Blood pressure may not be something that you think much about – unless your doctor is harping about it being high or low. The CDC statistics, though, make a pretty compelling argument that a lot of us should be thinking about blood pressure. It is estimated that ~ 1/3 of US adults have high blood pressure, which contributes to more than 410,000 deaths each in the US in a year. [ref]
Genetics combines with diet and lifestyle factors to cause high blood pressure. There are quite a few genes that influence blood pressure, but this article only focuses on one (impactful) gene, AGTR1 (angiotensin I receptors).
Researchers, doctors, public health officials, etc all seem to have different ways of defining high blood pressure (hypertension). In general, the following blood pressure ranges are what are used in most studies for adults.
Systolic (top number):
Diastolic (bottom number):[ref]
The Mayo Clinic explains that high blood pressure can be due to the amount of blood pumped and the amount of resistance – or constriction – in the arteries.[ref]Your body’s blood pressure is a tightly regulated system that depends on a lot of factors.
Angiotensin is a hormone that is part of the renin-angiotensin-aldosterone system (RAAS) of blood pressure regulation. To increase blood pressure, angiotensin II causes the blood vessels to constrict, thus upping the pressure.
Angiotensin I is a precursor hormone that is converted into angiotensin II by the ACE enzyme (angiotensin-converting enzyme). Stopping that conversion of angiotensin I into II by blocking the ACE enzyme decreases blood pressure. ACE inhibitors are a commonly used type of blood pressure medication. (See article on ACE gene variants)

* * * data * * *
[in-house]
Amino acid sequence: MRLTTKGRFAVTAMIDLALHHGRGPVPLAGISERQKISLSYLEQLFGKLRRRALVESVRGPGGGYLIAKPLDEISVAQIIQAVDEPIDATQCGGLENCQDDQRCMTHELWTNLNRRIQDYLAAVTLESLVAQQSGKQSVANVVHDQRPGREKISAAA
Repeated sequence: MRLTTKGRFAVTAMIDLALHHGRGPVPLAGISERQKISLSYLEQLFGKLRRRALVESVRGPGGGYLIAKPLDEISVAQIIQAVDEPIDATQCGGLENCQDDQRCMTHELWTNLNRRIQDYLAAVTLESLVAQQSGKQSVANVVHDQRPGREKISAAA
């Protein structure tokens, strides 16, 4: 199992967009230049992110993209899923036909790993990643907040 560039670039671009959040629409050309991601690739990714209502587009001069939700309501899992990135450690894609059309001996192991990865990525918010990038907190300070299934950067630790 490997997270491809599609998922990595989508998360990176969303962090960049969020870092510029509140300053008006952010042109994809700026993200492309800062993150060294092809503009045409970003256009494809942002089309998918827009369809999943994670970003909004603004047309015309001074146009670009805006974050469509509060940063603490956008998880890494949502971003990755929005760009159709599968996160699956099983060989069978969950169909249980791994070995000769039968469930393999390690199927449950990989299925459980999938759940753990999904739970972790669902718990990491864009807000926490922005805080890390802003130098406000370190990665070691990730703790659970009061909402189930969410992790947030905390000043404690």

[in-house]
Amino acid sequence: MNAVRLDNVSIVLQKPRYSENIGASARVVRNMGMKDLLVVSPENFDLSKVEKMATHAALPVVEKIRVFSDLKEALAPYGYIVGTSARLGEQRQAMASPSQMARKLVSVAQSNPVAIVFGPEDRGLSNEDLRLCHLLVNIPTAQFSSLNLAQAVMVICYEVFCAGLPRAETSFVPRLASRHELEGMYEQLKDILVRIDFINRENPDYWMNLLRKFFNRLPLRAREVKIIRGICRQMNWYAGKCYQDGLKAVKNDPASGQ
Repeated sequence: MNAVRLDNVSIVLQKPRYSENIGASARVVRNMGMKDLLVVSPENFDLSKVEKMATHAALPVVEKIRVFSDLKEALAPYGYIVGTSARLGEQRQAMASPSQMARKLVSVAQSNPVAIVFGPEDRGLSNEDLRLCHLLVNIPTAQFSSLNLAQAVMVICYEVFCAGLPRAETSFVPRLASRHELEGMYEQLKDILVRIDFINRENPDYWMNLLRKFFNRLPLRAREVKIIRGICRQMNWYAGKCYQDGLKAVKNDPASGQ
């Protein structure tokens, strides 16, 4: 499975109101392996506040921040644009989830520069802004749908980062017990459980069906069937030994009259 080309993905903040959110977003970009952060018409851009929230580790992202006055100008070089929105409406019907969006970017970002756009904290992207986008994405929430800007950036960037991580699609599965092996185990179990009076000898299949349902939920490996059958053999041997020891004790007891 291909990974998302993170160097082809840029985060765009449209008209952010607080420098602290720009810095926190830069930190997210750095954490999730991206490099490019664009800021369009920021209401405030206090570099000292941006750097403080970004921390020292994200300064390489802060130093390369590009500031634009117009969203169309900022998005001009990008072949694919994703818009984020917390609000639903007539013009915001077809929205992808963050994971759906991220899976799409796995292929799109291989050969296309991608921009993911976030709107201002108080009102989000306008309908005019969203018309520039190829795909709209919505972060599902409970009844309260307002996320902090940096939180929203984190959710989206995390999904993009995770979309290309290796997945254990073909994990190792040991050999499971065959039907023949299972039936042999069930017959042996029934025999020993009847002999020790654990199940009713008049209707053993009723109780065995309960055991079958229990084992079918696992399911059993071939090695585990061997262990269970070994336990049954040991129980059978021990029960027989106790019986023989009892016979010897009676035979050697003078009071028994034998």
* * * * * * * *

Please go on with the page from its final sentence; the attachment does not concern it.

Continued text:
For angiotensin II to constrict blood vessels (and increase blood pressure) it must bind to its receptor. The AGTR1 gene codes for the angiotensin II receptor type-1. Common genetic variants increase the expression of the angiotensin II receptor 1 (AGTR1) gene — thus causing blood pressure to increase when there is abundant angiotensin II.
AGTR1 gene: Angiotensin II receptor type-1
Check your genetic data for rs5186 A1166C (23andMe v4, v5; AncestryDNA):
Note that the increased risk of high blood pressure seems to be the greatest in Caucasian populations. Some studies of other population groups find a smaller increase in the risk of high blood pressure[ref] or even no statistical risk. [ref]
Other studies on this variant show that the rs5186 A/C or C/C genotype is associated with:
Other AGTR1 genetic variants (less impactful but perhaps adding to above risk):
Check your genetic data for rs3772622 (23andMe v4, v5; AncestryDNA):
Check your genetic data for rs1492078 (23andMe v4; AncestryDNA):
Some studies suggest that a high-fat diet, in part, increases the rs5186 impact on blood pressure. [ref] If you have high blood pressure and carry the risk allele for rs5186, try experimenting with a lower-fat diet to see if it decreases your blood pressure.
You may be assuming that salt consumption would interact with this genetic variant… (I did!) But I could only find one research study that looked at salt sensitivity and the AGTR1 gene. It showed no interaction. [ref]
Blood pressure meds:
The commonly prescribed blood pressure medications losartan and valsartan act on the AGTR1 receptor, as do other angiotensin receptor blockers (ARBs).
Natural angiotensin-receptor blockers include:[ref]
If you are on blood pressure medication, check with your doctor before adding in any of the natural supplements that lower blood pressure. The interaction could cause your blood pressure to go too low.
More to read:
For some interesting reading on the topic of high blood pressure and heart disease, check out Dr. Malcolm Kendrick’s blog series on what causes heart disease. He has a bit of a contrarian view of the role of cholesterol in heart disease, and his writing is informative and thought provoking.